Mack MD electric trucks.

Mack Trucks

Mack Trucks, founded in Brooklyn, New York, in 1900, is renowned for its 18-wheelers, diesel-powered big rigs with a trademark bulldog mounted on the hood. In 2021, that iconic ornament debuted in copper, rather than its usual gold hue, signifying the venerable manufacturer’s first foray into battery-electric vehicles. Appropriately, the LR Electric is a heavy-duty garbage truck, engineered to pick up and dispose of all types of refuse, without emitting any noxious greenhouse gases.

Mack has since delivered around 35 LRe’s to a growing number of cities — from New York City to Miami, Florida — at an adoption rate that Jonathan Randall, president of Mack Trucks North America, described as slow but steady.

“Cities are not taking delivery en masse,” he said, “but testing the technology to see how it works.”

Now headquartered in Greensboro, North Carolina, Mack is part of Sweden’s Volvo Group and its Volvo Trucks unit, which produces is own brand of EVs for U.S. and overseas markets. Volvo Group’s 2023 earnings report showed that Mack took 124 new orders for its BEVs last year, up from 44 in 2022, a 200% increase.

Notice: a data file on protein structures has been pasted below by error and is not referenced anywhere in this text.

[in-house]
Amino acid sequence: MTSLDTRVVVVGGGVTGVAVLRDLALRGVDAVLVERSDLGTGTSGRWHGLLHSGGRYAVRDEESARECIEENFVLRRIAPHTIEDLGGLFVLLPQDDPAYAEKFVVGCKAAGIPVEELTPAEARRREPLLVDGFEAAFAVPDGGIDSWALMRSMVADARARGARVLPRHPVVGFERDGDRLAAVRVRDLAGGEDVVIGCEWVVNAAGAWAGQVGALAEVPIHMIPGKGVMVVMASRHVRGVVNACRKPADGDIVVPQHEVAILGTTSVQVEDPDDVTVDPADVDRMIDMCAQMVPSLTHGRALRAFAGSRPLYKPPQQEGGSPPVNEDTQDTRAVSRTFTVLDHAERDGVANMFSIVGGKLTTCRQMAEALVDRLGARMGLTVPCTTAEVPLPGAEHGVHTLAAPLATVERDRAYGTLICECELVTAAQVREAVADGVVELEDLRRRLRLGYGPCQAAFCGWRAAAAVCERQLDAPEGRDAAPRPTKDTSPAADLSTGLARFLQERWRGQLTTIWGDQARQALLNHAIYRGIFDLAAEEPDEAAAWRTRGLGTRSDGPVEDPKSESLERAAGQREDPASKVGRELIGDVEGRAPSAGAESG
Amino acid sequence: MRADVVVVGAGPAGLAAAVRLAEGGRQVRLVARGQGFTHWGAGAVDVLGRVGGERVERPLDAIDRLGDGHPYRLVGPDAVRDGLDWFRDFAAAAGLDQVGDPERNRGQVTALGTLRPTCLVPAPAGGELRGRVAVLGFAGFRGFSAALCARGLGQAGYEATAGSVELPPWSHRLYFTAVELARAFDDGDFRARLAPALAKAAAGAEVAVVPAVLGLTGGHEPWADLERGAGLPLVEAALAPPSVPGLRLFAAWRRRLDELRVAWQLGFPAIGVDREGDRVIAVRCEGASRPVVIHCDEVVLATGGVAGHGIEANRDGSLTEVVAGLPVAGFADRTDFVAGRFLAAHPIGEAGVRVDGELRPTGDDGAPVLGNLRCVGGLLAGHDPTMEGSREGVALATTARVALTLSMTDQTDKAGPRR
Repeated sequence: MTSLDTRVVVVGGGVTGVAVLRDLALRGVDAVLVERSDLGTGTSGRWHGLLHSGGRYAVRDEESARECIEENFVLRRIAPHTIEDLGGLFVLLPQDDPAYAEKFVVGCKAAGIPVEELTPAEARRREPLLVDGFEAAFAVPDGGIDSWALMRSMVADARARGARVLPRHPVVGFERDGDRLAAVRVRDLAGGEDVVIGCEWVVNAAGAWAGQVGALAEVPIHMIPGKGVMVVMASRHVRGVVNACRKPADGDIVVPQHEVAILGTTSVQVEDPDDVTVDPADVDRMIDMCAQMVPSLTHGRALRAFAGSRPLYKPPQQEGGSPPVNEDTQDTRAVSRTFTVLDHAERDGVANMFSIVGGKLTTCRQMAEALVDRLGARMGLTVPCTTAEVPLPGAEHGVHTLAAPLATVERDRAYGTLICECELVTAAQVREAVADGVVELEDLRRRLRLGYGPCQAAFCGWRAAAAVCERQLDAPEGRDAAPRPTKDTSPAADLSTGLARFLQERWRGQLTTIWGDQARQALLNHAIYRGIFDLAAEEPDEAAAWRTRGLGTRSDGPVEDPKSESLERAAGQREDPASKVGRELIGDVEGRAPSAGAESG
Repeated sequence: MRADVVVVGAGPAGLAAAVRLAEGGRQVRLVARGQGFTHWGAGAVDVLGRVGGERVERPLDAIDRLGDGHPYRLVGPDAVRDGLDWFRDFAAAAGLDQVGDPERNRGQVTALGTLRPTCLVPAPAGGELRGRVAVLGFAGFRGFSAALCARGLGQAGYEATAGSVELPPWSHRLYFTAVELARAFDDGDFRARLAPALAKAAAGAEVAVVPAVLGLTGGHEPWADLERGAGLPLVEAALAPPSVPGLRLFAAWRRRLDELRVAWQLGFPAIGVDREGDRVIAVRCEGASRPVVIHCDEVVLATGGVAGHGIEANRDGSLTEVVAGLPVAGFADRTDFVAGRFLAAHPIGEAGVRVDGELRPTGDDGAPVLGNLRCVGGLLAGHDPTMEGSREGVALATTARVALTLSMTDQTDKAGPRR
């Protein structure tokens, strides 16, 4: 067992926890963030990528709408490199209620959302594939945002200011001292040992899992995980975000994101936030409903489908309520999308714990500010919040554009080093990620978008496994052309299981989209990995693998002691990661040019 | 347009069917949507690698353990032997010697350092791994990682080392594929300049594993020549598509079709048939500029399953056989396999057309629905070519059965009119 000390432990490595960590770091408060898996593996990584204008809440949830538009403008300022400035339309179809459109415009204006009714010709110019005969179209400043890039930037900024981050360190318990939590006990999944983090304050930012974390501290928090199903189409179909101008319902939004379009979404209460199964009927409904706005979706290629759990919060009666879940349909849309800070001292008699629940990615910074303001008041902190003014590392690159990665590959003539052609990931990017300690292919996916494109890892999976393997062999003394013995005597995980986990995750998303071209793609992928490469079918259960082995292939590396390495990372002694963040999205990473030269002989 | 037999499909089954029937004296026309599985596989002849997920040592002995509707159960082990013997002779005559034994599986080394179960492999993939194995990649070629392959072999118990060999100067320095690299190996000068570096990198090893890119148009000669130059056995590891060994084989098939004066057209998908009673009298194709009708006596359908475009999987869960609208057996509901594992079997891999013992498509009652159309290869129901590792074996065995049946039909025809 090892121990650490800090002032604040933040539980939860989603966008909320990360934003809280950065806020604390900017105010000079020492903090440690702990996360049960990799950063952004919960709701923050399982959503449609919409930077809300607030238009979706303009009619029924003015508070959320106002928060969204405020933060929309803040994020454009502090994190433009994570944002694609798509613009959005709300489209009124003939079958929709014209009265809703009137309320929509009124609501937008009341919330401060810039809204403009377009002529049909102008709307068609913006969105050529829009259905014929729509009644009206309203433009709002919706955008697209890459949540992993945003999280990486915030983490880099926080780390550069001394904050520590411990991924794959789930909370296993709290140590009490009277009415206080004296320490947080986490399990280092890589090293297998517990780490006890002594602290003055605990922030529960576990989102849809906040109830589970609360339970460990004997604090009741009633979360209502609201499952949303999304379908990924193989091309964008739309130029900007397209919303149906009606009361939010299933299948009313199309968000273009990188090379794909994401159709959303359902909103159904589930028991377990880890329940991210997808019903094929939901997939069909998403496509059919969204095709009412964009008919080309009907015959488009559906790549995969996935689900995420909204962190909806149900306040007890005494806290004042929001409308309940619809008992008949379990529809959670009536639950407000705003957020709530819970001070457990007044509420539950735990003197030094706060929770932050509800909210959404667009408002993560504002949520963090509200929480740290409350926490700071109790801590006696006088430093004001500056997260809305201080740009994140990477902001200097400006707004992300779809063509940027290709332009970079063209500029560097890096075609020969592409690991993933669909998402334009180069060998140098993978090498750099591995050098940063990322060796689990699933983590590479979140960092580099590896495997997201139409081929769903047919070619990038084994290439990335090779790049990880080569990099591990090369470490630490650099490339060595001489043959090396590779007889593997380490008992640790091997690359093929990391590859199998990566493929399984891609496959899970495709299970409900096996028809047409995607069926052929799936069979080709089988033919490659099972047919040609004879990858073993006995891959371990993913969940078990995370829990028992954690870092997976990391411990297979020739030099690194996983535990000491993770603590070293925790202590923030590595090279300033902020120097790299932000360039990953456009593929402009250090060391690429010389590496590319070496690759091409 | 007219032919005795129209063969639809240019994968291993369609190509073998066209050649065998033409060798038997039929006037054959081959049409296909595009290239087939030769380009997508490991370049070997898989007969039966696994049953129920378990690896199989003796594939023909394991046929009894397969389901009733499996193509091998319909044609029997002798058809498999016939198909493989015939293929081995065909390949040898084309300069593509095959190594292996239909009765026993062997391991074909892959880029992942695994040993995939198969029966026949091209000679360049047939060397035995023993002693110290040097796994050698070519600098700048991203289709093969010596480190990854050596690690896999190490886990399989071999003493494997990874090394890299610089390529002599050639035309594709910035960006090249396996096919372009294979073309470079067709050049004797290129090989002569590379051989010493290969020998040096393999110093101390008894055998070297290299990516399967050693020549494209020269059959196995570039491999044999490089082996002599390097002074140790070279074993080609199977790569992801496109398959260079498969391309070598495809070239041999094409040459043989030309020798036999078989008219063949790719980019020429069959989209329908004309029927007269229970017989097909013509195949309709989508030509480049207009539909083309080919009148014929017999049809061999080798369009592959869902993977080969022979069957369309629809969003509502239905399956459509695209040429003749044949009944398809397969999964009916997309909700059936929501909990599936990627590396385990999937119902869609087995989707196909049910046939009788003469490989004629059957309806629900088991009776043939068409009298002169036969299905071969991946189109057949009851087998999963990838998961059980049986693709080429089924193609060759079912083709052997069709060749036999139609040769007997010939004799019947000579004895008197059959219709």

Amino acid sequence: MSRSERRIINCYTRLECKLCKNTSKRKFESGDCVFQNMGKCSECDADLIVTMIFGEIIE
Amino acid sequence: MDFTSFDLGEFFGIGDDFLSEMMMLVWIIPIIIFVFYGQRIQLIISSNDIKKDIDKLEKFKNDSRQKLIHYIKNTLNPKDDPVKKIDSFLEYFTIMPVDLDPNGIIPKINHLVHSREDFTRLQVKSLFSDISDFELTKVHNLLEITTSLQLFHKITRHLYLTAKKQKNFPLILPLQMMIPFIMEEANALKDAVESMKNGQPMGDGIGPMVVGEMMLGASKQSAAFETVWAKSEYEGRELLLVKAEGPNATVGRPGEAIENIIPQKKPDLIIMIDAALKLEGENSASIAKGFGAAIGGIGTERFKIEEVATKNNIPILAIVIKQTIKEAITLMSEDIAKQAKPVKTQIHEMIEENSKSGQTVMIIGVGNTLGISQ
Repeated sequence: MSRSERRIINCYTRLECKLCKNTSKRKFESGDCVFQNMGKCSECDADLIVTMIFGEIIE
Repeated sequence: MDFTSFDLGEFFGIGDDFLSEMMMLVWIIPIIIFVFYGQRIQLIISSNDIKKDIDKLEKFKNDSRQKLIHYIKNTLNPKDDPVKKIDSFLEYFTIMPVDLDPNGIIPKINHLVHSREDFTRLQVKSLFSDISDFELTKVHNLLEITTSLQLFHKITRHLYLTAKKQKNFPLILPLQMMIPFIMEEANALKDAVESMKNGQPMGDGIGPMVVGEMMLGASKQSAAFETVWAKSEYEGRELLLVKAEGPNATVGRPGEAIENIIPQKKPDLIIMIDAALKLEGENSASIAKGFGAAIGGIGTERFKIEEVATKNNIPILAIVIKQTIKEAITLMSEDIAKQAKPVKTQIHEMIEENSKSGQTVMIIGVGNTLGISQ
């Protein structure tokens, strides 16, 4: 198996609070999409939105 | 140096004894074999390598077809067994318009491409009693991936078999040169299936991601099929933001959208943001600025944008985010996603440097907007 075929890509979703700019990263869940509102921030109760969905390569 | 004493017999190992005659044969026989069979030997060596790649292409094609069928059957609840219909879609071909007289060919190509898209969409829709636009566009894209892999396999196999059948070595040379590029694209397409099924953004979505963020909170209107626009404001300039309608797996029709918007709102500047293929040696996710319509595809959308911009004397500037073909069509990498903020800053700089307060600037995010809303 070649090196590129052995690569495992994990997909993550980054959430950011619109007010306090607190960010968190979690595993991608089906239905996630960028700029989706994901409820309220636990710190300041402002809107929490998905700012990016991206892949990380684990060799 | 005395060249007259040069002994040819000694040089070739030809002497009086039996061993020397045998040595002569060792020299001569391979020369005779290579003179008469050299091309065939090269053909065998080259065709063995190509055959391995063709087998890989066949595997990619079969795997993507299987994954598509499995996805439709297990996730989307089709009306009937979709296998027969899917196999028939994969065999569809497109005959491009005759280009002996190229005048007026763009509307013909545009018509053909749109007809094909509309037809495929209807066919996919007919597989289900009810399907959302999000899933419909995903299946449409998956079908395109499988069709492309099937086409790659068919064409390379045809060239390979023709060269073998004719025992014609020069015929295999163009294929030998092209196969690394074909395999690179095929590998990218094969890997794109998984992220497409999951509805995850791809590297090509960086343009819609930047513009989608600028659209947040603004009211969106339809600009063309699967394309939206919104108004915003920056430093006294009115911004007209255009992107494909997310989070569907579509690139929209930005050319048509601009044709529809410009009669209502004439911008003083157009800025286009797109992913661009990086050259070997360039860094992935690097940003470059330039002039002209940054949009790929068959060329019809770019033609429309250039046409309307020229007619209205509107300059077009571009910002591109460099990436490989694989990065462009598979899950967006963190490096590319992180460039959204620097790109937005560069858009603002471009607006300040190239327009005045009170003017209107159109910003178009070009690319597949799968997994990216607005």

There’s no doubt that EVs work, and not just Mack’s, which also includes a medium-duty model, the MD Electric, introduced last March. Virtually every automotive manufacturer — of cars and trucks, big and small — produces a mix of fully electric models, plug-in hybrids and gas-electric hybrids. Many OEMs have set goals to sell only zero-emissions vehicles (ZEVs) by 2050, aligning with the 2015 Paris Climate agreement’s wide-ranging net-zero targets to address global climate change. The transportation sector is the largest source of greenhouse gas emissions in the U.S., accounting for 29% of total U.S. emissions in 2021, according to the Environmental Protection Agency’s latest statistics.

The multibillion-dollar question about EV buying

Beyond the viability of technologies, however, the multibillion-dollar question is if, and when, customers will buy EVs as the industry transitions away from internal-combustion engines. Purchase-making decisions are distinct for consumer and commercial markets, a difference reflected in last year’s EV sales results within both sectors and outlooks for future growth.

Although U.S. consumers bought or leased a record 1.2 million EVs in 2023, according to Kelley Blue Book — representing year-over-year growth of 46% and raising the total market share of EVs to 7.6% from 5.9% in 2022 — by year’s end the pace of growth had slowed. EV sales increased year over year by 40% in the fourth quarter, yet were down from 49% in the third quarter. Cox expects this year’s EV sales to reach 1.5 million, about 36% higher than last year. In other words, the EV market in the U.S. is still growing, just not as fast.